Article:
Pair your dessert with a nice emotional punch

In last week's blog, I made an argument for never ending your presentation on Q&A. This week, I promised to explain more fully what I propose you do instead: serve the audience "dessert." And no, we're not talking cheesecake or crème brulee. So what are we talking about?

Over the course of your presentation, you've packed your audience's heads chock-full of information. So — as you close — the focus is no longer on adding more information. It's about leaving them with an EMOTION. It's about making them feel something, and thereby helping your presentation make the impact you hope for. And that's what your dessert is designed to do for you. It's the (societally acceptable) punch to the gut that leaves them remembering both you and your message. 

Now, I know what you're thinking: "Hey, but my presentation isn't about anything emotional. It's about sharing facts A, B, and C so that I can convince them of the importance of doing X, Y, and Z." Well, here's the thing: no matter how dry your topic, it always has an emotion at its base. No action can be wholly separated from its attendant motivation(s). For example:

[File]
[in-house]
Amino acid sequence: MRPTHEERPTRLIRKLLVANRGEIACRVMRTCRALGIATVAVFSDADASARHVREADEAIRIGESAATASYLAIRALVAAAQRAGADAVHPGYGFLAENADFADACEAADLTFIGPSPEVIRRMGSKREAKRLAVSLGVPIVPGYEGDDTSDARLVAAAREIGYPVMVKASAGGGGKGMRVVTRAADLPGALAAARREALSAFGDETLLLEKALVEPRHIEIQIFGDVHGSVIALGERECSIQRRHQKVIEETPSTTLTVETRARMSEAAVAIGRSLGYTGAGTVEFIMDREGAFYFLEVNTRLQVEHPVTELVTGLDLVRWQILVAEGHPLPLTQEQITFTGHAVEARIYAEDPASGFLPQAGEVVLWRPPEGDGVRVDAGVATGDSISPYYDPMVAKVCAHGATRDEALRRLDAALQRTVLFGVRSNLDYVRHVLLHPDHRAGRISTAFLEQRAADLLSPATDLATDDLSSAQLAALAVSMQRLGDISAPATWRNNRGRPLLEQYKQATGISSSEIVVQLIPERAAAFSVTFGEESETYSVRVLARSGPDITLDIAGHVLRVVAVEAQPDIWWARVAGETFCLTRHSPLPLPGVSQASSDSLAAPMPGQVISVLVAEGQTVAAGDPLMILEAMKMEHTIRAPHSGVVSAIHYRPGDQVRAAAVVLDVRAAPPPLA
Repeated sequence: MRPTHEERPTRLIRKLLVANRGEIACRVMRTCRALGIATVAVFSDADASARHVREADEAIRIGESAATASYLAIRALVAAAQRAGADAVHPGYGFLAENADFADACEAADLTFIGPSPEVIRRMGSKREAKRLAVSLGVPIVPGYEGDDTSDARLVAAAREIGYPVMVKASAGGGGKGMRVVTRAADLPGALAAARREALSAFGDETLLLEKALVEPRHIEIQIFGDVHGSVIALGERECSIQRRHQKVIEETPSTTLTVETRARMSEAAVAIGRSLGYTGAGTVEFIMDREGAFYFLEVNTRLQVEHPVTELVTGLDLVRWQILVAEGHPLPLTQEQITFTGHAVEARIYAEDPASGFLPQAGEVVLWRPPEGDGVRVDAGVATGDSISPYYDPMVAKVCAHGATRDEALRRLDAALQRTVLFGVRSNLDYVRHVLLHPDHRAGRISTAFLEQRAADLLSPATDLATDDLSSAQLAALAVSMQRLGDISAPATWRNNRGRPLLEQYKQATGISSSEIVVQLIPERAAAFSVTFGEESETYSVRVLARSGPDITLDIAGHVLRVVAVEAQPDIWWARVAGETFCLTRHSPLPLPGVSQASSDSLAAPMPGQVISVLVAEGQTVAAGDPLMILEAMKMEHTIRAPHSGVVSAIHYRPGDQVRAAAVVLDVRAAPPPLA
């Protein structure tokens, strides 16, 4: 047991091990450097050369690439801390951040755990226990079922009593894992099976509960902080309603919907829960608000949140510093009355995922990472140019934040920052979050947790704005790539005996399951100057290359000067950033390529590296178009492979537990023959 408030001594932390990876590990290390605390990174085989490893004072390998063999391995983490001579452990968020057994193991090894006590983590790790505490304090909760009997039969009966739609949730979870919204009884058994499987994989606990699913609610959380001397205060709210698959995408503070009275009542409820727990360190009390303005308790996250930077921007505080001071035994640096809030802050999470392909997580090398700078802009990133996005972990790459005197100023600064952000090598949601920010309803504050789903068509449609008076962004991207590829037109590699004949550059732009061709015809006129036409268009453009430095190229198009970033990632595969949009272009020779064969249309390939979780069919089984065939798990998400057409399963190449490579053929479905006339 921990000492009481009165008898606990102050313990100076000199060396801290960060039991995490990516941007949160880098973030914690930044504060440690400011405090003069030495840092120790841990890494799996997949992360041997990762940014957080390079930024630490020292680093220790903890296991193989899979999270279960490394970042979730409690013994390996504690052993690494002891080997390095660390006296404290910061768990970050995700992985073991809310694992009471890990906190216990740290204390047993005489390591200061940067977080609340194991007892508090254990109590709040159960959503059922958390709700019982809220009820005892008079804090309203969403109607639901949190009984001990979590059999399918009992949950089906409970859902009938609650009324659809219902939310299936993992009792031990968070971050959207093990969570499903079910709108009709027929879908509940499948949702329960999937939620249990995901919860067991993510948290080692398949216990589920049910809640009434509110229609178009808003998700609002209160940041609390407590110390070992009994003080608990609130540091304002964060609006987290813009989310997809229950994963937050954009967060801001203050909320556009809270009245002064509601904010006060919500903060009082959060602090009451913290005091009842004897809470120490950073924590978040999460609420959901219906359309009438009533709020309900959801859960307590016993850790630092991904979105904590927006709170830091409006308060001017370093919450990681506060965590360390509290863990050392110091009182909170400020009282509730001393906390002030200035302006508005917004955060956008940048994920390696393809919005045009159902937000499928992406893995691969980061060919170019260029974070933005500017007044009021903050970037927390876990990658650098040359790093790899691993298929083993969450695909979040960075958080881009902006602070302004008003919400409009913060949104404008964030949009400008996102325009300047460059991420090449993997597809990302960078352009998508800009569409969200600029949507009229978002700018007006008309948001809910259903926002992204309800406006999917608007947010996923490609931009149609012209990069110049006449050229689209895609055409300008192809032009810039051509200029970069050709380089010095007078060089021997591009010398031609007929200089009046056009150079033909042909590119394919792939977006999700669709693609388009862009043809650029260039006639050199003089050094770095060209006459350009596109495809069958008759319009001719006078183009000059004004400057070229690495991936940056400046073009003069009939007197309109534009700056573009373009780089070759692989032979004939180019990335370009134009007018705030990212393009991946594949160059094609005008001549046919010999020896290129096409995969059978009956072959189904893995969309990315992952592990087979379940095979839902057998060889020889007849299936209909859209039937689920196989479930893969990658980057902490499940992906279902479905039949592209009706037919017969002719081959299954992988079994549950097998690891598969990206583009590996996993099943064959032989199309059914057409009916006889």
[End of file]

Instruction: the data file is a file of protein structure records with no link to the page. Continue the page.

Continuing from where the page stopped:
• Dry Speech Topic: Introducing a revised process for quality reviews. (YAWN.)
  • Possible Motivations for Your Audience to Listen: The desire to avoid wasting their own time, gain a reputation for running an impressively smooth process, keep their bosses and colleagues happy, or avoid getting into trouble. So there's frustration, aspiration, hope, and fear. Take your pick on which one you want to appeal to.

To help you understand what makes a *great* dessert, I again point you back to Peter Meyers' "Stand & Deliver" treatise, As We Speak. In it, Meyers relates a story of the time he spoke to a board hoping to raise funds for a children's theater program. Following his informative, compelling presentation on the benefits of kid's theater programs, he paused for Q&A, and then moved on to the dessert. He then told the story of watching a group of kids audition for one such program. The story, briefly related: chaos reigned supreme until one little girl in long black pigtails approached the stage and the audience grew suddenly silent. As the little girl quietly recited a poem by Dr. Suess, the audience was rapt. Some of the teachers in the back of the room had tears in their eyes. Meyers was confused, and so asked one of the teachers what the heck was going on. She said, tears shining in her eyes, "That's the first time we've ever heard that little girl speak."

And BOOM. When Meyers finished his dessert, the board members eagerly signed the check for the $120,000 that was needed. While the facts were already compelling, the closing story helped them feel how kid's theater programs really could change kids' lives.